Iraqi Journalists Pay Price of War Reporting
Brussels, 19 March - Four years after American-led forces invaded Iraq to depose a dictator and bring democracy, Iraqi journalists are being killed in unprecedented numbers.
According to deadly incidents tracked by the International News Safety Institute (INSI), 187 journalists and support staff have now died trying to report the bloodiest war for the news media in modern times.
A total of 157 were Iraqis, most of them murdered by unidentified insurgents as they tried to exercise their newfound "press freedom" -- a cornerstone of their new democracy -- for the first time.
The death toll of journalists and other professionals in the newsgathering team, such as translators, guides and drivers, has risen dramatically since the war began on 20 March 2003.
It mushroomed in 2006-7 -- and Iraqis increasingly have borne the brunt as it has become ever more difficult for foreign correspondents to travel independently outside their protected compounds.
Twenty-three journalists and other news media staff died in 2003, 42 in 2004, 36 in 2005, 70 in 2006 and 16 this year so far. Seventy-five have fallen in the past year since the third anniversary of the start of the war.
Most of the casualties in 2003 were international, when the war was in its conventional invasion phase. But as the conflict turned into a full-blown insurgency and increasingly towards civil war the Iraqi casualties began to mount -- 36 in 2004, 35 in 2005, 68 in 2006 and all 16 this year.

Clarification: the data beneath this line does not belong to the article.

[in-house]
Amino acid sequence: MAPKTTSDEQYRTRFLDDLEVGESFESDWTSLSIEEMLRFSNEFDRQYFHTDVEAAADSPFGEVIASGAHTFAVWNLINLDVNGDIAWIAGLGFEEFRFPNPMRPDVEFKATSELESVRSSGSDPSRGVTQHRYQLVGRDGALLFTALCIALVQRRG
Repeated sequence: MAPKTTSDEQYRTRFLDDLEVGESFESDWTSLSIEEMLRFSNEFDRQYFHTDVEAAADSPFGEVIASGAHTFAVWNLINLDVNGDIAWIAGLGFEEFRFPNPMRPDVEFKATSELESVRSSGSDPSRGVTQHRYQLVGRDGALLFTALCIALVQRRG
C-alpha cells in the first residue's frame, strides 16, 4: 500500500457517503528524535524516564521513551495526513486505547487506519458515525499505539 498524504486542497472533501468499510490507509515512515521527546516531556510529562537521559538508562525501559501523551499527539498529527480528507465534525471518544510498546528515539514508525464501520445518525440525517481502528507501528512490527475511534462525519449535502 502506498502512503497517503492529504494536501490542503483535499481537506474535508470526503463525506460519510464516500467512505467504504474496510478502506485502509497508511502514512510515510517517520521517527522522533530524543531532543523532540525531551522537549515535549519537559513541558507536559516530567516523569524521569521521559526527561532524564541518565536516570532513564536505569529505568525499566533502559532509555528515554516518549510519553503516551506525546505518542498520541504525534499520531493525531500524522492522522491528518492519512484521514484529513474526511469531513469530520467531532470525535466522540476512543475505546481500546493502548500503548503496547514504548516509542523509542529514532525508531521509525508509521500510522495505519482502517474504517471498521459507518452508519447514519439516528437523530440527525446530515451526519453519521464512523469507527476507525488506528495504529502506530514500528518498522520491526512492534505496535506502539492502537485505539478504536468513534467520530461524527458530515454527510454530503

With foreigners largely confined to their bases, Iraqis have become the eyes and ears of the world on the biggest news story of the day.
This was recognised by Britain's Royal Television Society at its annual awards ceremony in London last month when Iraqi camera operators as a group were given the prestigious Judges' Award in recognition of their "outstanding contribution to the advancement of television journalism ... at extraordinary risk".
"The bravery of the Iraqi journalists is astonishing," commented INSI Director Rodney Pinder. "They are not only being killed in horrifying numbers because of their dedication to their craft, but they are being beaten and exiled and their families threatened. Yet without them the rest of us would be blind.
"Their's is one of the truly outstanding stories of modern journalism."
In addition to the Iraqis, news men and women from 16 countries have died in Iraq. They came from Algeria, Australia, Argentine, France, Germany, Iran, Italy, Japan, Lebanon, Palestine, Poland, Spain, ukraine, UK and the USA.
Unidentified gunmen and bombers have claimed 148 lives. US forces have been involved in 16 deaths.
As a safety organisation, INSI records all staff and freelance casulties and all causes of death, whether deliberate or accidental, during coverage-related activities.
Details of each of the deadly incidents in Iraq can be obtained from the INSI website at http://www.newssafety.com/casualties/iraq.htm
Other INSI member organisations tracking media casualties include:
The International Federation of Journalists www.ifj.org
The Committee to Protect Journalists www.cpj.org
The International Press Institute http://www.freemedia.at/cms/ipi/
The World Association of Newspapers http://www.wan-press.org